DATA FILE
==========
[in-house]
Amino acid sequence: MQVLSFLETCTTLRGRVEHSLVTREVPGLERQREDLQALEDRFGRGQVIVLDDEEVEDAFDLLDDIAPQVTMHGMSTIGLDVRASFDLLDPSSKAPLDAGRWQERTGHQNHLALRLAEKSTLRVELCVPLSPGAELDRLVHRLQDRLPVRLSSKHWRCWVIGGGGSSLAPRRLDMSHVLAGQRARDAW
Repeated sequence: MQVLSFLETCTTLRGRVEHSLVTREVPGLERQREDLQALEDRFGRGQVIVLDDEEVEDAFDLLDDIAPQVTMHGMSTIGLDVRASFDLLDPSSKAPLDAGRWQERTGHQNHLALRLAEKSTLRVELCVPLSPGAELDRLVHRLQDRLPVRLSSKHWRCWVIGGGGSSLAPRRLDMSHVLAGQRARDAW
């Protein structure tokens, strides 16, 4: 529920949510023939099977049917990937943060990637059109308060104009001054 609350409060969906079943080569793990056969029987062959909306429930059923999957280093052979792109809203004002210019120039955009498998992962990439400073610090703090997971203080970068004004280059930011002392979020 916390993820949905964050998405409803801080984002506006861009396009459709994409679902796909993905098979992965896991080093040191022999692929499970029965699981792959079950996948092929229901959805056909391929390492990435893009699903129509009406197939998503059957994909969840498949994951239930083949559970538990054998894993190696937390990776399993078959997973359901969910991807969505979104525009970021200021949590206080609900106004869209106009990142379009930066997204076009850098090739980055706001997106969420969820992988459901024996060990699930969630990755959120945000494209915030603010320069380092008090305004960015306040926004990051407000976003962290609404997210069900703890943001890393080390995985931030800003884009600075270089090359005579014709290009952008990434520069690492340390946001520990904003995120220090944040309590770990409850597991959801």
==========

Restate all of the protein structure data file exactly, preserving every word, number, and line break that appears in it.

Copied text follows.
[in-house]
Amino acid sequence: MQVLSFLETCTTLRGRVEHSLVTREVPGLERQREDLQALEDRFGRGQVIVLDDEEVEDAFDLLDDIAPQVTMHGMSTIGLDVRASFDLLDPSSKAPLDAGRWQERTGHQNHLALRLAEKSTLRVELCVPLSPGAELDRLVHRLQDRLPVRLSSKHWRCWVIGGGGSSLAPRRLDMSHVLAGQRARDAW
Repeated sequence: MQVLSFLETCTTLRGRVEHSLVTREVPGLERQREDLQALEDRFGRGQVIVLDDEEVEDAFDLLDDIAPQVTMHGMSTIGLDVRASFDLLDPSSKAPLDAGRWQERTGHQNHLALRLAEKSTLRVELCVPLSPGAELDRLVHRLQDRLPVRLSSKHWRCWVIGGGGSSLAPRRLDMSHVLAGQRARDAW
């Protein structure tokens, strides 16, 4: 529920949510023939099977049917990937943060990637059109308060104009001054 609350409060969906079943080569793990056969029987062959909306429930059923999957280093052979792109809203004002210019120039955009498998992962990439400073610090703090997971203080970068004004280059930011002392979020 916390993820949905964050998405409803801080984002506006861009396009459709994409679902796909993905098979992965896991080093040191022999692929499970029965699981792959079950996948092929229901959805056909391929390492990435893009699903129509009406197939998503059957994909969840498949994951239930083949559970538990054998894993190696937390990776399993078959997973359901969910991807969505979104525009970021200021949590206080609900106004869209106009990142379009930066997204076009850098090739980055706001997106969420969820992988459901024996060990699930969630990755959120945000494209915030603010320069380092008090305004960015306040926004990051407000976003962290609404997210069900703890943001890393080390995985931030800003884009600075270089090359005579014709290009952008990434520069690492340390946001520990904003995120220090944040309590770990409850597991959801």